Meteorology as Forecasting

In 1900, most people equated meteorology with weather forecasting. Meteorologists did not explore how air circulated through the atmosphere,

Station chief (at desk) and a colleague at a U.S. Weather Bureau local forecast office, about 1900 (NOAA Photo Library)

or why some winter storms produced heavy rain. They predicted the next day's weather. This was a difficult task without satellites, radar, and highspeed computers. Meteorology was not a science. It was an art.

Modern meteorology depends on assembling massive amounts of surface and upper-air data from around the world at least four times per day. Data collection depends on high-speed communication lines that carry weather observations to supercomputers within minutes. At the turn of the 19th century, forecasters faced the challenging task of predicting the next day's weather on the basis of a relatively small number of surface observations that arrived via telegraph twice daily.

Most forecasters spent their entire lives in one location. Starting out as teenage trainees, they learned how to make sense of the "signs of the sky"—the different cloud types and the order in which they marched across the sky. After many years, the best forecasters had an innate feel for the atmosphere. They recognized the sky conditions preceding stormy weather. They also realized that the weather rarely changed radically from one day to the next. Forecasters often made a persistence forecast because weather tended to persist from one day to the next. They also used cli-matological records of average temperature and precipitation to make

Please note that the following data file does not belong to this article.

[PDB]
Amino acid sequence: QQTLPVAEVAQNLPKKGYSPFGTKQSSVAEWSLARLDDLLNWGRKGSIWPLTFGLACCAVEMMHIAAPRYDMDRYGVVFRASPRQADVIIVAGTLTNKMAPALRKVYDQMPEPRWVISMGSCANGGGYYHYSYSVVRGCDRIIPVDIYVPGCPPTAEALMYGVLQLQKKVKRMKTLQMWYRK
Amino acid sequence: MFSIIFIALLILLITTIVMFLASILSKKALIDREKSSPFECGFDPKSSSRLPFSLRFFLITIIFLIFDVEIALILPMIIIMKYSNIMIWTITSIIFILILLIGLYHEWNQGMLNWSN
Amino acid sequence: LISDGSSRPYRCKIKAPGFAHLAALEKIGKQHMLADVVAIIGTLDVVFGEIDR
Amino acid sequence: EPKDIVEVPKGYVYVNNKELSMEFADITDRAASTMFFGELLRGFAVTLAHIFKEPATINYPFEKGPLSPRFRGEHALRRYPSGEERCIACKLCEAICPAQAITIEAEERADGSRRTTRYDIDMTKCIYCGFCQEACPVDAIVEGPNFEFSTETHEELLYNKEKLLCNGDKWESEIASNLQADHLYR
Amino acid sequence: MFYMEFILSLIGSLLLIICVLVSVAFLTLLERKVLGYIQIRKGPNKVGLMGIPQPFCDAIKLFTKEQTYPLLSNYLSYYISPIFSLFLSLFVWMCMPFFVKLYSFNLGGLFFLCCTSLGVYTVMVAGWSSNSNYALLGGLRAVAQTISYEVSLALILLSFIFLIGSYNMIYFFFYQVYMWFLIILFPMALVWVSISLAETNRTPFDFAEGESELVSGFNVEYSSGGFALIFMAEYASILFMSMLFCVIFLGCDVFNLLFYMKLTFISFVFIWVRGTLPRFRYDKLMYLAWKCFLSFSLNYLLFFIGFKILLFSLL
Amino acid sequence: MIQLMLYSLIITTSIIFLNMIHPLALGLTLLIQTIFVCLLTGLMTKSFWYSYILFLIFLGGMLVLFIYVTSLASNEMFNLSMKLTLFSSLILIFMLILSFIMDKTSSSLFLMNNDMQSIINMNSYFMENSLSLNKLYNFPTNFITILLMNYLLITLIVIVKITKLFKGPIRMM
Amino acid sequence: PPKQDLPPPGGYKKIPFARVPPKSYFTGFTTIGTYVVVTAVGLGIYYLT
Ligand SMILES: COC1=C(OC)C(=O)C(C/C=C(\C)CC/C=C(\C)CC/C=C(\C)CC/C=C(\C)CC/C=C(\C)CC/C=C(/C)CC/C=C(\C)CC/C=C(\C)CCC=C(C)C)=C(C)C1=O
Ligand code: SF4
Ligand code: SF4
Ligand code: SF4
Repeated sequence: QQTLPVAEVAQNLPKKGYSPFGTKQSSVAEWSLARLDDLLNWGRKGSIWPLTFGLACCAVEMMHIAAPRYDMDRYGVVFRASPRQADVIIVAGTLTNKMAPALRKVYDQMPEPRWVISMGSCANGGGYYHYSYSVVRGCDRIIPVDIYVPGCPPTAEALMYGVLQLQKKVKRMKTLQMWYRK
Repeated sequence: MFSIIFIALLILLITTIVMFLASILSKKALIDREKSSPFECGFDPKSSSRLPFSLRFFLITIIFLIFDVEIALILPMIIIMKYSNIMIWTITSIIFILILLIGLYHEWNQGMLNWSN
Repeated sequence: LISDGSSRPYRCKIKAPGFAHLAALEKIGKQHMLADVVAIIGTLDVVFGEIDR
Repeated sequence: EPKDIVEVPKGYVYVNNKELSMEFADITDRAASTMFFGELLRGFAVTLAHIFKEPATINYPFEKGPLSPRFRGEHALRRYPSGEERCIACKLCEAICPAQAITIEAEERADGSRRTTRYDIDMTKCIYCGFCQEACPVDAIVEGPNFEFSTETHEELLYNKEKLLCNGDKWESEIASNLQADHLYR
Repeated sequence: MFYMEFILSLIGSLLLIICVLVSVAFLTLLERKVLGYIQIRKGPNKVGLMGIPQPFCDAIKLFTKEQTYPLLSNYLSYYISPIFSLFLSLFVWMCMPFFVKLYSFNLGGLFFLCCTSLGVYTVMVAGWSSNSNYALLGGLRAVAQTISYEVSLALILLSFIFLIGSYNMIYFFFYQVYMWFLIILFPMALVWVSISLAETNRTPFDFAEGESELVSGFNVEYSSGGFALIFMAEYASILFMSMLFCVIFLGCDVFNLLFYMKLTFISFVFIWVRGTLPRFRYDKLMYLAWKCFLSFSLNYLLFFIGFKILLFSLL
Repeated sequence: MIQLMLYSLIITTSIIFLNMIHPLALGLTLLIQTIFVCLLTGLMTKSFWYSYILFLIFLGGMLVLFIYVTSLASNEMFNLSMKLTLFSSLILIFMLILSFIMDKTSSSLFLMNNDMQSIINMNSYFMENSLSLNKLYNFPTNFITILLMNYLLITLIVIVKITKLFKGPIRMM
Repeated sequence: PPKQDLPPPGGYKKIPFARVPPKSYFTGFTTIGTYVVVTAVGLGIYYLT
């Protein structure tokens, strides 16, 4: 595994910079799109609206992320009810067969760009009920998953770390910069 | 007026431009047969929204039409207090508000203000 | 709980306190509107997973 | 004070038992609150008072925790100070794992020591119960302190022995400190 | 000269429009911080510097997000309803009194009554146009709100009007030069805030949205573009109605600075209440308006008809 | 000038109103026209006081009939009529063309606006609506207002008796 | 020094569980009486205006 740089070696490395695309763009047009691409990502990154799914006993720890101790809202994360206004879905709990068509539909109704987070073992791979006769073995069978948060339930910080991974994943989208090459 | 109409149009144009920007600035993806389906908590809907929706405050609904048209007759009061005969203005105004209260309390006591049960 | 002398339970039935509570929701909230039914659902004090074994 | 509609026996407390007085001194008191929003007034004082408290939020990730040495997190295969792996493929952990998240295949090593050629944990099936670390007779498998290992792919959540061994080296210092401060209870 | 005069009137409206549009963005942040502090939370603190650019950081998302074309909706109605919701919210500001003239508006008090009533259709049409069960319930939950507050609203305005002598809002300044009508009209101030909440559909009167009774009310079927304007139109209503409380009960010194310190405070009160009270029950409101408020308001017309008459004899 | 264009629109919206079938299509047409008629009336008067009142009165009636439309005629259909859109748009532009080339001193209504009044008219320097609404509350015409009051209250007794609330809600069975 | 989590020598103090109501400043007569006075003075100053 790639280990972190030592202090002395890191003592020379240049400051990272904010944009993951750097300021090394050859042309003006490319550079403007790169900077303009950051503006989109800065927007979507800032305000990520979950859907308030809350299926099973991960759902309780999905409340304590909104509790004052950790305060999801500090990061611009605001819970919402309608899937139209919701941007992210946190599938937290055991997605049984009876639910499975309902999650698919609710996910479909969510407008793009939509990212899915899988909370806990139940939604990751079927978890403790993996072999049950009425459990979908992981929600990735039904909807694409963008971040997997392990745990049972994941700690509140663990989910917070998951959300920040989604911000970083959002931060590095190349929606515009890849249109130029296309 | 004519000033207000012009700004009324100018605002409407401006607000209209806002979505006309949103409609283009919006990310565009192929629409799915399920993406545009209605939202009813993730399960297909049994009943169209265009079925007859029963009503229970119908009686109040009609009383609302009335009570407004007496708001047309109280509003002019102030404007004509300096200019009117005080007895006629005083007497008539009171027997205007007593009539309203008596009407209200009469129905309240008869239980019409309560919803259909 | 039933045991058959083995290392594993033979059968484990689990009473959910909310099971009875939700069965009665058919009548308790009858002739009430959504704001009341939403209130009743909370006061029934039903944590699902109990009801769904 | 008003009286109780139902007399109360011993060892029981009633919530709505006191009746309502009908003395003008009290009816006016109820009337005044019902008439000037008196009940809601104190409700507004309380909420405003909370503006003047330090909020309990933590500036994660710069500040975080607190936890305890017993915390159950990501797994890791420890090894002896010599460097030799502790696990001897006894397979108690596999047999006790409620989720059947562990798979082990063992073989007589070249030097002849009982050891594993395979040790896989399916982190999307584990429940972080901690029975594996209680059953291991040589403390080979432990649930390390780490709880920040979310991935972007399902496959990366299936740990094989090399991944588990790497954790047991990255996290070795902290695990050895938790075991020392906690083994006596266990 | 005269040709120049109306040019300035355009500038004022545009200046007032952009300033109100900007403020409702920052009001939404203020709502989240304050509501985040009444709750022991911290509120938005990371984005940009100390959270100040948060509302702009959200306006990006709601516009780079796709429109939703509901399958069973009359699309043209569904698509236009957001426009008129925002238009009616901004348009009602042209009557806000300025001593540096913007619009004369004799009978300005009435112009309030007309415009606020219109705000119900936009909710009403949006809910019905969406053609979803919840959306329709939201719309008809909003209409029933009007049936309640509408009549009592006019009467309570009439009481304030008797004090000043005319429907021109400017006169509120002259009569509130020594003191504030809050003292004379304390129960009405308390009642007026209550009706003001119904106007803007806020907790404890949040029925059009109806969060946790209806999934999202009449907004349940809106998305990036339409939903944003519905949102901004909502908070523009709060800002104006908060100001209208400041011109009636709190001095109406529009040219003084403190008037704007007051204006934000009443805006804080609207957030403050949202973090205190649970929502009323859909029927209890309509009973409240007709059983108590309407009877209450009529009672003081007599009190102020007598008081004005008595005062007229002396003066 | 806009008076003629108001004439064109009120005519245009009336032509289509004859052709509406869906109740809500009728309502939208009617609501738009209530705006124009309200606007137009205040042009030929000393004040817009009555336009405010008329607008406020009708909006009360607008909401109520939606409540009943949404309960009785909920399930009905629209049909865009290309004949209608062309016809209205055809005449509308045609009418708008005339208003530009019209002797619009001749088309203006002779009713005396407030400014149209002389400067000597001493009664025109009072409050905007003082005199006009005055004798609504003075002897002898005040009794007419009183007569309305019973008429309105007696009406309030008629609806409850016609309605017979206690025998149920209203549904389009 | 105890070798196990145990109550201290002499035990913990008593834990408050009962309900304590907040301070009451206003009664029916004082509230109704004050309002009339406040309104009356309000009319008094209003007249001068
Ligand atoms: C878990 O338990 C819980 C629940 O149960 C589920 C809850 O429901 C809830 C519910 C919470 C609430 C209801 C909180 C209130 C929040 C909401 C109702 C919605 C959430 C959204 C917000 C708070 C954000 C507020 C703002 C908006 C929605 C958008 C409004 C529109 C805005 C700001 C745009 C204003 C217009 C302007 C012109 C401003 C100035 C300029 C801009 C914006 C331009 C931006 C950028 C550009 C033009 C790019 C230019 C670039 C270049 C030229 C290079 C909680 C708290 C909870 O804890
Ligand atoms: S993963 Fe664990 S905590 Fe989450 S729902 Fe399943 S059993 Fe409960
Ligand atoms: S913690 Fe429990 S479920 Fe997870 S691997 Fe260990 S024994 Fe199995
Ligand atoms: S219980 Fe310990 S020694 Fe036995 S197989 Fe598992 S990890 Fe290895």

German physicist Friedrich Pockels publishes his theory on the formation of precipitation on mountain slopes

Rubber balloons carry meteorological equipment aloft for the first time

The Norwegian Vilhelm Bjerknes advocates a graphical approach to weather prediction




The Wright brothers successfully complete the first manned airplane flight at Kitty Hawk, North Carolina forecasts. For example, northern Maine winters are bitterly cold and snowy. Without any other information, a forecaster would expect below-freezing temperatures. The forecaster's job did not include explaining the weather. His only job was to give people in the local area enough knowledge of upcoming weather so they could go about their daily routines.

Official forecasts were typically for 24 hours, but people plan their time more than one day ahead. Farmers with crops and livestock susceptible to weather damage were particularly interested in long-range

The U.S. meteorologist Cleveland Abbe was an early supporter of a scientifically rigorous meteorology. (AIP Emilio Segre Visual Archives)

Vilhelm Bjerknes proposes that meteorology must first establish the initial conditions of the atmosphere before attempting to forecast future weather conditions


The German physicist Philipp Lenard becomes the first scientist to pursue studies of cloud and raindrop characteristics. Using a water-soluble dye on special paper, he records the sizes and concentrations of raindrops

The Americans Charles Greeley Abbot and Frederick E. Fowle, Jr., explore the sensitivity of climate to changes in solar radiation


The French scientist Léon-Philippe Teisserenc de Bort defines the troposphere and stratosphere after 10 years of examining atmospheric structure with balloons

Vilhelm Bjerknes and J. W. Sandstrom publish their famous book Statics: Dynamic Meteorology and Hydrography. This book establishes Vilhelm Bjerknes's method for solving physical problems with graphical techniques


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